If it finally passes the Senate, will President Trump sign the SECURE Act into law? Who knows? Trump is, after all, Trump. Meanwhile, consider blasting your beloved Senators with emails if you are opposed to the bill.
The Tax Cuts and Jobs Act (TCJA) drastically increased the unified federal gift and estate tax exemption from $5.49 million in 2017 to $11.4 million for this year, with inflation adjustments for 2020-2025. But the exemption is scheduled to revert back to the much-lower pre-TCJA level in 2026. Depending on political developments, that could happen much sooner. If it happens in 2026 or sooner, how would it affect the tax treatment of large gifts that you made while the ultra-generous TCJA exemption was in place? Good question.
Proposed IRS regulations issued late last year would provide some protection by stipulating that folks who make large gifts while the ultra-generous TCJA exemption is in place would not be penalized if the exemption reverts back to the much-lower pre-TCJA amount in 2026. If that quite-likely scenario materializes, the exemption for the estate of a decedent (the deceased individual) would be the greater of: (1) the TCJA exemption amount that was utilized to shelter earlier gifts while the decedent was alive or (2) the exemption amount that is allowed in the decedent’s post-TCJA year of death.
Example 1: This year, when the unified federal estate and gift tax exemption is a whopping $11.4 million, Able makes gifts of $9 million.
Able passes away in 2026, when the unified exemption has reverted back to only $6 million. He leaves a $4 million estate. To calculate the estate’s federal estate tax liability, the $9 million of gifts made this year are added back to the $4 million date-of-death estate value, resulting in a gross estate of $13 million for federal estate tax purposes. According to the proposed regulations, the estate tax liability would then be calculated using a $9 million exemption. So the estate would owe federal estate tax on $4 million ($13 million gross estate - $9 million exemption), and the $9 million of gifts made while the much-larger TCJA exemption was in place would not increase the estate’s federal estate tax liability. Good.
Example 2: If Able instead gives away $11.4 million this year, his remaining estate in 2026 would be only $1.6 million ($13 million - $11.4 million). To calculate the estate’s federal estate tax liability, the $11.4 million of gifts made this year are added back to the $1.6 million date-of-death estate value, resulting in a gross estate of $13 million. According to the proposed regulations, the estate tax liability would then be calculated using an $11.4 million exemption. So the estate would owe federal estate tax on $1.6 million ($13 million gross estate - $11.4 million exemption), and the $11.4 million of gifts made while the much-larger TCJA exemption was in place would not increase the estate’s federal estate tax liability. Good!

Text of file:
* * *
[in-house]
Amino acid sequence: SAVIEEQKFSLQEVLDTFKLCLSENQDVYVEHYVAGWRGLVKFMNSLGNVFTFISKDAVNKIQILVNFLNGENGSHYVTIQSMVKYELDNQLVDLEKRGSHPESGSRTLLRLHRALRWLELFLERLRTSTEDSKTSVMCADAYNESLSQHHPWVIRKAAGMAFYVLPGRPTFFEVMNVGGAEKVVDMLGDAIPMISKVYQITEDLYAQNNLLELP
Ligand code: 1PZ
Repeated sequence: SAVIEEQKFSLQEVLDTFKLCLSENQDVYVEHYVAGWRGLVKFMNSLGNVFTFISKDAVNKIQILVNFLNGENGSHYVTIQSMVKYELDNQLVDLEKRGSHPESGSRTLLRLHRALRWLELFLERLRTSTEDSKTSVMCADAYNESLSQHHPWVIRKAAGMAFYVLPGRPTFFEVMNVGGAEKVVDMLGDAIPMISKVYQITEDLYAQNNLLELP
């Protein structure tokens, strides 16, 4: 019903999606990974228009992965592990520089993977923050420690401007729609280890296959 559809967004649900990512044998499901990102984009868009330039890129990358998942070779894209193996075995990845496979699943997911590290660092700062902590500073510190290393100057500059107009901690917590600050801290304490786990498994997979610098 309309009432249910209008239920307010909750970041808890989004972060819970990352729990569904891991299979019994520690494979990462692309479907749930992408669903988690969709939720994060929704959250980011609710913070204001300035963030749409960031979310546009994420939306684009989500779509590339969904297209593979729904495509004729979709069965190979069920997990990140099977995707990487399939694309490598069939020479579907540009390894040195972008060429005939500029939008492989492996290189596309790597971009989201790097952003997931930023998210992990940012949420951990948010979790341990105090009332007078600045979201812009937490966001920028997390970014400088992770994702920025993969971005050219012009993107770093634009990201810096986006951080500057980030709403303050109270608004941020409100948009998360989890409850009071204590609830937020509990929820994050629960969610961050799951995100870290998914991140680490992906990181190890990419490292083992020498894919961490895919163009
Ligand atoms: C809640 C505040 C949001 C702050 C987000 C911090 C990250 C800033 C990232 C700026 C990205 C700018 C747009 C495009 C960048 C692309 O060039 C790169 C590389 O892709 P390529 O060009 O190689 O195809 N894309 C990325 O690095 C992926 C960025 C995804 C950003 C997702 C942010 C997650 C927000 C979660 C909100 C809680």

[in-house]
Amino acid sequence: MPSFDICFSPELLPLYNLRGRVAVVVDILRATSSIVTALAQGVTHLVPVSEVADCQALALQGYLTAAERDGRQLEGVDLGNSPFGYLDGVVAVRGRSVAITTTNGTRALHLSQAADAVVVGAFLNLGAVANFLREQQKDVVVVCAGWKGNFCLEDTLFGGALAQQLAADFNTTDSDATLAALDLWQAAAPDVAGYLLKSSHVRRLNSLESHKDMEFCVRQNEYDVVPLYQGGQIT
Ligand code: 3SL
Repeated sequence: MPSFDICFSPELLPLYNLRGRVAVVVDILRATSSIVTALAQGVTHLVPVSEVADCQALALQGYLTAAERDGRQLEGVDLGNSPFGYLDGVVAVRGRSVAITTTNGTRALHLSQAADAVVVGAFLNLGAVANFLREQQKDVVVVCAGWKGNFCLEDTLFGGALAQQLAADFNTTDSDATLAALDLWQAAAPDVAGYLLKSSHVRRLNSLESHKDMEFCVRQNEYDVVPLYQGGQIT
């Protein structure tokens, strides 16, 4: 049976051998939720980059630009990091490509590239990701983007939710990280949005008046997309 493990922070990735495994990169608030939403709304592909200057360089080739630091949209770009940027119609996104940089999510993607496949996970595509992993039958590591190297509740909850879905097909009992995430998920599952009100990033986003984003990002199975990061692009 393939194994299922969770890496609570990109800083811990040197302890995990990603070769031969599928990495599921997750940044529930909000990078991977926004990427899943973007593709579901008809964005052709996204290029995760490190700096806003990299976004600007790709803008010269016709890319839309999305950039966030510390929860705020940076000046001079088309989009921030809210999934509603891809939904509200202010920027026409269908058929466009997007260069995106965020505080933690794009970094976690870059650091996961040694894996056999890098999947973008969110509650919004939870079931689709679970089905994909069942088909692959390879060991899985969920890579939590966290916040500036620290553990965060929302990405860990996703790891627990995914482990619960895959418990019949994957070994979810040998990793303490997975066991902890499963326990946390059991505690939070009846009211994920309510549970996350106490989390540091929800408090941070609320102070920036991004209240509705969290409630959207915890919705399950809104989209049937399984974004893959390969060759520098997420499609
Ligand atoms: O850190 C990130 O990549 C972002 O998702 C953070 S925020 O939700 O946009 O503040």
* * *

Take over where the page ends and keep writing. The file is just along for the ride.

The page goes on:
Example 3: Able suffers from paralysis by analysis and fails to make any gifts while the TCJA’s ultra-generous exemption is in place. He passes away in 2026 when the exemption is only $6 million. So $7 million of his estate will be exposed to the federal estate tax. What will the tax rate be? Nobody knows, but it probably won’t be any lower than the current 40%. Able’s heirs will pay the price, whatever it turns out to be.
Example 2 illustrates why making big gifts while the TCJA’s ultra-generous exemption is still in place might be a tax-smart strategy. Example 3 illustrates why doing nothing could be a bad strategy. That said, the taxpayer-friendly proposed regulations that encourage that idea of making big gifts right now are only proposed rules. They have not yet taken effect, and future events could ensure that they never take effect. So place your bet and act accordingly.
Sorry to bring you bad tidings, but you now know what you need to know. And remember: you’re not paranoid if everybody really is working against you.